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“And they were all amazed and said to one another, “What is this word? For with authority and power he commands the unclean spirits, and they come out!” (Luke 4:36)
Some problems in life are within our ability to handle. If we give the problem enough time and throw enough money at it, we can reasonably expect to see a solution. But there are times when a problem is so intractable we just don’t know what to do.
In this small town, was a demon possessed man. Nobody knew what to do for him or with him. When the evil spirit took control of his body, he would be totally unpredictable and could hurt himself and others. The local rabbis could not help. The family tried any and everything. Every quack who came to town was just another expense without result. The family despaired, but dared not stop trying. They were depleted and dejected.
Then Jesus came to town. He was a different class. His talk did not eventually get to money. He taught with authority and the whole town was out to see him.
“Pray for my son!” “Heal my mother!” the crowd called out to him. And to their great amazement, he prayed for them and the sick were healed on the spot! Not only could he teach, he could also deliver.
The family of the demon possessed man brought him to Jesus and with a single command, freed this man from bondage. As the demon left, he lifted him up like a rag doll and threw him to the ground in demonic tantrum. But this man stood up and was not hurt! What amazing power where a blessing had no barb in it. The healing was so total and complete there was no residue of the problem.
Jesus! There can be no doubt he has both the authority and the power to do exactly as he said he wanted to do. His message was authenticated by his power.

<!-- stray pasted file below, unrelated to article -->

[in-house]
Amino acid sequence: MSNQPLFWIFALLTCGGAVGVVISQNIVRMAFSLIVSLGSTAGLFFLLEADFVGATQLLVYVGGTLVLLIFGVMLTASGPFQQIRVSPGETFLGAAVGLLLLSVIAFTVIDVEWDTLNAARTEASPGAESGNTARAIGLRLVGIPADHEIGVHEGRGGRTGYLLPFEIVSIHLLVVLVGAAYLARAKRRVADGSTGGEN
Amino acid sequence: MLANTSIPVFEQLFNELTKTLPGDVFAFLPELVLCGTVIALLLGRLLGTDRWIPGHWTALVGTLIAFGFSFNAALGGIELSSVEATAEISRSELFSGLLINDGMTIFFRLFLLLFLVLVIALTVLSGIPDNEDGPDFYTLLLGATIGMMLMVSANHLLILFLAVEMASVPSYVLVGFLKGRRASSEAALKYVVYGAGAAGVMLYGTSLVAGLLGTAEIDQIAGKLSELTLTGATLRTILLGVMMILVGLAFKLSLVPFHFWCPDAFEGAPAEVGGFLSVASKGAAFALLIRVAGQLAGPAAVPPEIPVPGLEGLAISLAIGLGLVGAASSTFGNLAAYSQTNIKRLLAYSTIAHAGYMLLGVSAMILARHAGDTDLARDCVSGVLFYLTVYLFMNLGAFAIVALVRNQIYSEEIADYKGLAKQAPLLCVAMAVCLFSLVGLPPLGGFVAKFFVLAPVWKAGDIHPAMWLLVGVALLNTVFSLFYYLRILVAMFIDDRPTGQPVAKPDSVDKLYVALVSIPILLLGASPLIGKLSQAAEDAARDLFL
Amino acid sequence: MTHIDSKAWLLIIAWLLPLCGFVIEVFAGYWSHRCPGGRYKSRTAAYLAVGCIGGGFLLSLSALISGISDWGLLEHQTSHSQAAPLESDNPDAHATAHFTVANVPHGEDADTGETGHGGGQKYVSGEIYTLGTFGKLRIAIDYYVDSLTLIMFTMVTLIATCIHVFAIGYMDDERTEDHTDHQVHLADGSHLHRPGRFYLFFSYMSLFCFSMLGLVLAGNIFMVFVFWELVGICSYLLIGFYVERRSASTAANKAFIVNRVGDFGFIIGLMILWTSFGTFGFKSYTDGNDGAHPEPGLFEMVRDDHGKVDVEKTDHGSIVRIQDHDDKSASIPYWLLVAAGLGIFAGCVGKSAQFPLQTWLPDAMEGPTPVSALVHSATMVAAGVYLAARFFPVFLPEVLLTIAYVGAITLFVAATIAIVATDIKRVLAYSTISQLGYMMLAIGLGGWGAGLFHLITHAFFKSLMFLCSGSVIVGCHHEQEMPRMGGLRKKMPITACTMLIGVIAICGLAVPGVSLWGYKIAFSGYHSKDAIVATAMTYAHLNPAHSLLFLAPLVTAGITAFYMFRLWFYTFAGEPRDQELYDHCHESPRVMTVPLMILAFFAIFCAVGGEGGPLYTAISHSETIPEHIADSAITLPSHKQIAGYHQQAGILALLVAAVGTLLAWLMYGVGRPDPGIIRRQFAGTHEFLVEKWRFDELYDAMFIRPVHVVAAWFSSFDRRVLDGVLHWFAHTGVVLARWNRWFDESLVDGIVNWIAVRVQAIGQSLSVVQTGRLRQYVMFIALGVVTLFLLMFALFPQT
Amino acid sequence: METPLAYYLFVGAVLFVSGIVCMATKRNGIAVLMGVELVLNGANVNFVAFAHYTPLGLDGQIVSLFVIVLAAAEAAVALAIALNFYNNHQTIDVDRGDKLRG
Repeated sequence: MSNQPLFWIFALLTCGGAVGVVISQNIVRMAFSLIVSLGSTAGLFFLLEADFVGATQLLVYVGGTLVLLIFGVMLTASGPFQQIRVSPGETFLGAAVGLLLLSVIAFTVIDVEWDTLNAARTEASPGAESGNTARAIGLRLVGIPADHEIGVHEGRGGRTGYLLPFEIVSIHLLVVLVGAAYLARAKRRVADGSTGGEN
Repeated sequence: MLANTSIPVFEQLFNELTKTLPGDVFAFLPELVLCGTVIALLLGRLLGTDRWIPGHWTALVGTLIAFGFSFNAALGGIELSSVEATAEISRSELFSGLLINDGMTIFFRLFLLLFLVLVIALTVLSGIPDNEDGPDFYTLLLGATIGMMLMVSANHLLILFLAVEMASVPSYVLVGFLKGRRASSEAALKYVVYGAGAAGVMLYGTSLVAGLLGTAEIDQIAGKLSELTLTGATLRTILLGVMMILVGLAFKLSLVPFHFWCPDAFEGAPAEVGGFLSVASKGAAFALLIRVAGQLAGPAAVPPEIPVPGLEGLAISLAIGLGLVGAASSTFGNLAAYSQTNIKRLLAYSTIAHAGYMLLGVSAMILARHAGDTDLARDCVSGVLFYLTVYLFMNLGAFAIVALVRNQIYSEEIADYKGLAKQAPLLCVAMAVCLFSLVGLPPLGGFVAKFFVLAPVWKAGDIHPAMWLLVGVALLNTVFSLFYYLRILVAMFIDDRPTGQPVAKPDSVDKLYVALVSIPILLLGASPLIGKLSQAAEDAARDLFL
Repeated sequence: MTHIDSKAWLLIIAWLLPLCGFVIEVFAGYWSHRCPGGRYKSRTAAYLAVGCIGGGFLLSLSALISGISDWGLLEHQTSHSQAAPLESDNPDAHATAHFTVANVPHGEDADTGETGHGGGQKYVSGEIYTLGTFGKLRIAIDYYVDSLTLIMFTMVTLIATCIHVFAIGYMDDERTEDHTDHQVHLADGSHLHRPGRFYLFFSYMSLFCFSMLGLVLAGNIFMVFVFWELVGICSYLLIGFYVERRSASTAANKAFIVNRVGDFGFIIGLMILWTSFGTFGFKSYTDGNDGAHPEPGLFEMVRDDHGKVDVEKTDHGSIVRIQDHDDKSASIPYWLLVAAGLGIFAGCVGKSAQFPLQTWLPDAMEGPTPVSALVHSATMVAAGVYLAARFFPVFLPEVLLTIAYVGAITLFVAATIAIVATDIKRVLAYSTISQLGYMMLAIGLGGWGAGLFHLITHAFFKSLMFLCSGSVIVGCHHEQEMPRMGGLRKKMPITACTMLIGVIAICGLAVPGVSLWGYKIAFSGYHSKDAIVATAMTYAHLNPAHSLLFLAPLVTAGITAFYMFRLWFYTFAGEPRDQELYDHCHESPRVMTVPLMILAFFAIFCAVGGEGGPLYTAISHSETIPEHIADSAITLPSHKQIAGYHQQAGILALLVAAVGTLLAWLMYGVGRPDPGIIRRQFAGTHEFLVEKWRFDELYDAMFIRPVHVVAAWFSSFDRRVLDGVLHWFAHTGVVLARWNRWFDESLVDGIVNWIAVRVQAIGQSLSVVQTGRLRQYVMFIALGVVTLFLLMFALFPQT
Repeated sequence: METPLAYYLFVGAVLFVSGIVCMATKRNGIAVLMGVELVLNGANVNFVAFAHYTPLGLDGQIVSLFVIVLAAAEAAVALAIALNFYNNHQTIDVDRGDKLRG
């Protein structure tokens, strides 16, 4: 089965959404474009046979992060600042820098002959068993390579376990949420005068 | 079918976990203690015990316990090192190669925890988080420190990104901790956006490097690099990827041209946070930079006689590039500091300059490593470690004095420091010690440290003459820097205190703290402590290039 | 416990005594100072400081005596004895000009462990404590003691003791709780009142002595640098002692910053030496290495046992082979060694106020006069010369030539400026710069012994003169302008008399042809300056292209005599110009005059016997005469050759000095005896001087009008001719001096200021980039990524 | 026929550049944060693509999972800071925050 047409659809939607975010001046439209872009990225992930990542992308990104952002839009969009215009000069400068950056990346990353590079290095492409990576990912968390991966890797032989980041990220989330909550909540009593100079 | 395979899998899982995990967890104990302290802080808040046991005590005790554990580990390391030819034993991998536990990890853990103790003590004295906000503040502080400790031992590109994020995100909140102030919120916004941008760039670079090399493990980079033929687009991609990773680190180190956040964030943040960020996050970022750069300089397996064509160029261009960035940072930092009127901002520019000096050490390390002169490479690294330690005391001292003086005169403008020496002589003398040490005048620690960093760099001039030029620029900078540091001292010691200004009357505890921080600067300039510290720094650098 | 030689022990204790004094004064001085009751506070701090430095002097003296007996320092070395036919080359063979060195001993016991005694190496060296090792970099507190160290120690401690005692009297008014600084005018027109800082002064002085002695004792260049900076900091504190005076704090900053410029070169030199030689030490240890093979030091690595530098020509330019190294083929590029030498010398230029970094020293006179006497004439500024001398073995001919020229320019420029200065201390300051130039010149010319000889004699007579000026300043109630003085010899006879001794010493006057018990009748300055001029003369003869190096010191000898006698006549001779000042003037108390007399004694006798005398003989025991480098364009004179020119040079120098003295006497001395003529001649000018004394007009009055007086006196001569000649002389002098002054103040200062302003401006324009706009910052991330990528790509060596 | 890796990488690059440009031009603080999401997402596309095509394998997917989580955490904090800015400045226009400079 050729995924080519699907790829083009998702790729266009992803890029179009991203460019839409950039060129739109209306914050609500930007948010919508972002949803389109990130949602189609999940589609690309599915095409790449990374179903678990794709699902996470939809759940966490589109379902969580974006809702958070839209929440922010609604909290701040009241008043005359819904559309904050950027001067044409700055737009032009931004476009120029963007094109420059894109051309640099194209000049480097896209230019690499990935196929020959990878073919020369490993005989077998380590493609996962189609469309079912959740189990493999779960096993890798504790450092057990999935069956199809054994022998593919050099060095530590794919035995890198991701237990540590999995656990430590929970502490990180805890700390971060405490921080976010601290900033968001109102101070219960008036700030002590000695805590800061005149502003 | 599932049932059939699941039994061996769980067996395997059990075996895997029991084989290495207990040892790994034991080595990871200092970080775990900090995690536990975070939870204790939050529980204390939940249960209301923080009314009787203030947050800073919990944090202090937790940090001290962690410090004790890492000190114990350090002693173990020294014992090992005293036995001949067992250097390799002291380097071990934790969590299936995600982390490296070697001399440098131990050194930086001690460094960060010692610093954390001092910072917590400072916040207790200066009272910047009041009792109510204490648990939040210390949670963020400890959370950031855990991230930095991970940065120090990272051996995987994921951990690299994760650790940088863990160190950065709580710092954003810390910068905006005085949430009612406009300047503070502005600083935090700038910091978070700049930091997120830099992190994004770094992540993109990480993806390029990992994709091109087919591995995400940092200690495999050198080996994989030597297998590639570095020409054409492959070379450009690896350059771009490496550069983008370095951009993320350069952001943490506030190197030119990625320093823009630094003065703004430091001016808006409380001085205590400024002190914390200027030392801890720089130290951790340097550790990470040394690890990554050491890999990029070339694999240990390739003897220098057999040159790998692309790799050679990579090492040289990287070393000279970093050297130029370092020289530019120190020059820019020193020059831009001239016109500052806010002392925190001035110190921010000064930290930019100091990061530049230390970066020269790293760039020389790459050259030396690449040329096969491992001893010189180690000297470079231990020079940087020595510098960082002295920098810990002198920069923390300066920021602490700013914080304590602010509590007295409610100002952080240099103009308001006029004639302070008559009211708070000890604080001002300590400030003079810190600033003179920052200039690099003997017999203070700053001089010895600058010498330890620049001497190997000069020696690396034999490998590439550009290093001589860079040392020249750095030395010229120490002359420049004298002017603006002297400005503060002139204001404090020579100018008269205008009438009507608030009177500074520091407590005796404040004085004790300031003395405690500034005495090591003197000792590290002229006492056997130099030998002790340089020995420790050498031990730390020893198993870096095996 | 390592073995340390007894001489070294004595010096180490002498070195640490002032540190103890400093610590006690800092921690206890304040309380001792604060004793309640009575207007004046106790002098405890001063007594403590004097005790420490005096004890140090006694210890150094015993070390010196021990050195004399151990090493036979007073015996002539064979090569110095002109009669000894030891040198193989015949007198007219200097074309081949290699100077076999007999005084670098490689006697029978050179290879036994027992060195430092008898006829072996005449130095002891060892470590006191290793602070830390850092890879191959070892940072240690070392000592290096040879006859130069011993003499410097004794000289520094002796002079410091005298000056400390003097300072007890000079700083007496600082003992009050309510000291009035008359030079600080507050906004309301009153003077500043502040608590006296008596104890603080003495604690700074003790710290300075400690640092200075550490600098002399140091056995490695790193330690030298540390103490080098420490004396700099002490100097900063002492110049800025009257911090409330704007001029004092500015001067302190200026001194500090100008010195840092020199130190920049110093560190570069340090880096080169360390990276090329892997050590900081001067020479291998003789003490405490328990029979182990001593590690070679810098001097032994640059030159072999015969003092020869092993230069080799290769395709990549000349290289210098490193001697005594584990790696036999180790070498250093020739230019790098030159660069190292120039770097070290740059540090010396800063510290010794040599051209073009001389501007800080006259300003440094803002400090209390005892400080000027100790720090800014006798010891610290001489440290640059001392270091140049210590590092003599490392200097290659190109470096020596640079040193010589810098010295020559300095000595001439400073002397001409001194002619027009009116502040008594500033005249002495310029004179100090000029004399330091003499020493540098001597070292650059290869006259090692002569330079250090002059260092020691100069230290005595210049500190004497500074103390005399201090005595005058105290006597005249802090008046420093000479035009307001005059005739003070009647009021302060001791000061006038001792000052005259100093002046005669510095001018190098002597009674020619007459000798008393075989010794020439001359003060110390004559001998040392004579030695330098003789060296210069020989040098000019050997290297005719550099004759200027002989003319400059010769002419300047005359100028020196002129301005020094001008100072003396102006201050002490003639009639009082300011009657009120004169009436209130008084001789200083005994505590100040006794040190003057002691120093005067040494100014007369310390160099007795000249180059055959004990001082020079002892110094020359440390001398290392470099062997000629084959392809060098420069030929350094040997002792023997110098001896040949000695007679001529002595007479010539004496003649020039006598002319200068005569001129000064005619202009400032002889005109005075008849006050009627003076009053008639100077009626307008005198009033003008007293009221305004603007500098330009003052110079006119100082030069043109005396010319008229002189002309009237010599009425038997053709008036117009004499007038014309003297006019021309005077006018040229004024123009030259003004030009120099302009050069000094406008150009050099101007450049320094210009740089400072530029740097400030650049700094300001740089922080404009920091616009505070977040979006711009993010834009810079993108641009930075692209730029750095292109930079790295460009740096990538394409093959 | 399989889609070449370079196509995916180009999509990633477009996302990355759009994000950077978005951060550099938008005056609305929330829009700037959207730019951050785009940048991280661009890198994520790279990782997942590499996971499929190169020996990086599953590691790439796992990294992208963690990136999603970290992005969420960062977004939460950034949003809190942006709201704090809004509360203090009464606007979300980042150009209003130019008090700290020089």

The ancient people were wiser in some regard. They knew human effort could not accomplish certain things. When a person had the ability to do what humans could not do, he was the one approved by God.
When Emperor Nero died, the Roman Empire fell into disarray and civil war broke out. The following year, one of the generals, Vespasian, emerged the victor.
The problem was that he lacked the noble pedigree expected of emperors or kings. This was a special problem in Egypt where the ruler was a god-king. Solution? The spin masters knew just the thing to do. They took a page out of the life of Jesus Christ (who had died almost 40 years earlier). The word went out that Vespasian was asked by a blind man to put spit on his eyes so he could see; and this was coupled with another story of healing a man with a withered hand; both through the aegis of the Egyptian god Serapis (Tacitus, Histories, 4.81; Dio, History, 65.8 ).
Vespasian’s claim was that this was to be a onetime event at the instance of Serapis, not himself. It was delegated authority and it was generated for political ends. It was not repeatable and not testable.
Jesus healed and continued to heal. Imagine what this meant in the ancient world. If an event like Vespasian being a channel of Serapis legitimized his rule over Egypt, Jesus’ healing, which was superior in every way, told the people so much, not the least of which was that Jesus was able to deliver.
There are times when problems come faster than solutions. There are times when things fall apart and we don’t know what to do. Desperate times make us seek out desperate solutions – most of which will not work.
There can be wonderful stories of human triumph over adversity, but I will be content with any non-spectacular solution. I can look for solutions in the wrong places. But there is a right place I know I can find the solution. Like the desperate family of the demon possessed man. I know that Jesus can deliver.
Today, I cannot seek him out in person, but this is more than compensated because we all can find him in prayer. Let us fall at his feet and plead his deliverance. He can still cast out our demon and preserve us from any harm that the demonic tantrum might deliver.
“Call unto me and I will answer thee, and show thee great and mighty things that thou knowest not.” Jer 33:3 (KJV)
Note: The ESV is used unless indicated otherwise.